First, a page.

A Downfall of Giant PHI Databases
As we are pushed to put all of our medical records in electronic form, we open ourselves up to new issues.
This headline is what we can expect to see more of in the future:
GE Healthcare Admits Sending NHS Patient Data To US
NHS IT Provider says 600,000 patients have no need to worry
Whoops. I especially like the “no need to worry” statement.
As our records become electronic, more mishaps will occur.
The last bit of the above mentioned article goes on to add these confidence building statements:
“The ICO has previously labelled the NHS as the worst offender of data breaches in the UK…”
The NHS is the National Health Service.
“However the warnings were evidently not heeded and didn’t stop the Surrey and Sussex Healthcare NHS Trust from losing the confidential records of 800 patients on an unencrypted USB stick in October last year.”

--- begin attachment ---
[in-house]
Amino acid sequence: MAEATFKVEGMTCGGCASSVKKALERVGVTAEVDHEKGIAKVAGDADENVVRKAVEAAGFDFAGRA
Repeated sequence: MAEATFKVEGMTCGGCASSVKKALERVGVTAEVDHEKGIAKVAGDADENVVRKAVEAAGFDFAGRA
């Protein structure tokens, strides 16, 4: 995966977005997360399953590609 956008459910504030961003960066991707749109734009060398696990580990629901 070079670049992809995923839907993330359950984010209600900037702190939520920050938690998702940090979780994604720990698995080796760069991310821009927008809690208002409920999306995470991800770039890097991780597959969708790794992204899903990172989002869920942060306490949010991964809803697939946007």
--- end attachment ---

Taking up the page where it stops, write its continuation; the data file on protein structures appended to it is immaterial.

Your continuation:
Right now in the USA, we have a big hoo-haw going on with how some GSA staff members (bureaucrats) have been having all sorts of fun on tax payer money. Typically the repurcussions to a government bureaucrat of screwing are minimal…so they don’t seem to care much if they screw up. If the UK is any example of what would come if we allow all medical records to be assimilated in giant databases, then look out.
What is a Doc to Do?
I’m all about risk reduction. So that you don’t get embarrassed by a breach, or worse fined AND embarrassed, you need to make sure your office operates in a HIPAA compliant manner. Many of you think you already do…and most of you are wrong.
Especially if you have recently stood up an EHR, you need to approach this as if you are not compliant (even if you think you are), and take a good hard look at your situation to see where you really stand.